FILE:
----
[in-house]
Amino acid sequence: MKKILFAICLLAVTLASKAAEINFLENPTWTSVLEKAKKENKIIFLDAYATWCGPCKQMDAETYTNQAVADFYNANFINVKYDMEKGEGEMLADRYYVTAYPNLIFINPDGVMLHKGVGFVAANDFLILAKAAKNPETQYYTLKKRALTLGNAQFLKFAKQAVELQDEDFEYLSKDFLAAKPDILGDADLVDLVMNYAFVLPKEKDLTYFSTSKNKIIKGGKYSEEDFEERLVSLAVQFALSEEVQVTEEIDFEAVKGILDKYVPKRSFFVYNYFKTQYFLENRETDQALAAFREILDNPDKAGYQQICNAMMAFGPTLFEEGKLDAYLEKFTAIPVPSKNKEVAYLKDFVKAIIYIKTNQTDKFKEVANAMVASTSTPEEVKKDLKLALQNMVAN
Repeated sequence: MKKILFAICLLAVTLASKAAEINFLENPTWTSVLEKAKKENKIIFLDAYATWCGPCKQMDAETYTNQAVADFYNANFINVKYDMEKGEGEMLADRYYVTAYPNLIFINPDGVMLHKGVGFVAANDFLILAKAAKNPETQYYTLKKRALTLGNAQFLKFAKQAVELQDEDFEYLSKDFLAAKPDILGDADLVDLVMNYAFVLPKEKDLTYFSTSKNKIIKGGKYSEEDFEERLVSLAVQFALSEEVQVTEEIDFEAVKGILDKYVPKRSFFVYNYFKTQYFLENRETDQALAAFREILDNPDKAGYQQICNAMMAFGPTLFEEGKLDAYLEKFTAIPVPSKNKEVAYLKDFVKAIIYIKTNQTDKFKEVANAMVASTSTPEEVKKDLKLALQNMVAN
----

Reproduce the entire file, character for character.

[in-house]
Amino acid sequence: MKKILFAICLLAVTLASKAAEINFLENPTWTSVLEKAKKENKIIFLDAYATWCGPCKQMDAETYTNQAVADFYNANFINVKYDMEKGEGEMLADRYYVTAYPNLIFINPDGVMLHKGVGFVAANDFLILAKAAKNPETQYYTLKKRALTLGNAQFLKFAKQAVELQDEDFEYLSKDFLAAKPDILGDADLVDLVMNYAFVLPKEKDLTYFSTSKNKIIKGGKYSEEDFEERLVSLAVQFALSEEVQVTEEIDFEAVKGILDKYVPKRSFFVYNYFKTQYFLENRETDQALAAFREILDNPDKAGYQQICNAMMAFGPTLFEEGKLDAYLEKFTAIPVPSKNKEVAYLKDFVKAIIYIKTNQTDKFKEVANAMVASTSTPEEVKKDLKLALQNMVAN
Repeated sequence: MKKILFAICLLAVTLASKAAEINFLENPTWTSVLEKAKKENKIIFLDAYATWCGPCKQMDAETYTNQAVADFYNANFINVKYDMEKGEGEMLADRYYVTAYPNLIFINPDGVMLHKGVGFVAANDFLILAKAAKNPETQYYTLKKRALTLGNAQFLKFAKQAVELQDEDFEYLSKDFLAAKPDILGDADLVDLVMNYAFVLPKEKDLTYFSTSKNKIIKGGKYSEEDFEERLVSLAVQFALSEEVQVTEEIDFEAVKGILDKYVPKRSFFVYNYFKTQYFLENRETDQALAAFREILDNPDKAGYQQICNAMMAFGPTLFEEGKLDAYLEKFTAIPVPSKNKEVAYLKDFVKAIIYIKTNQTDKFKEVANAMVASTSTPEEVKKDLKLALQNMVAN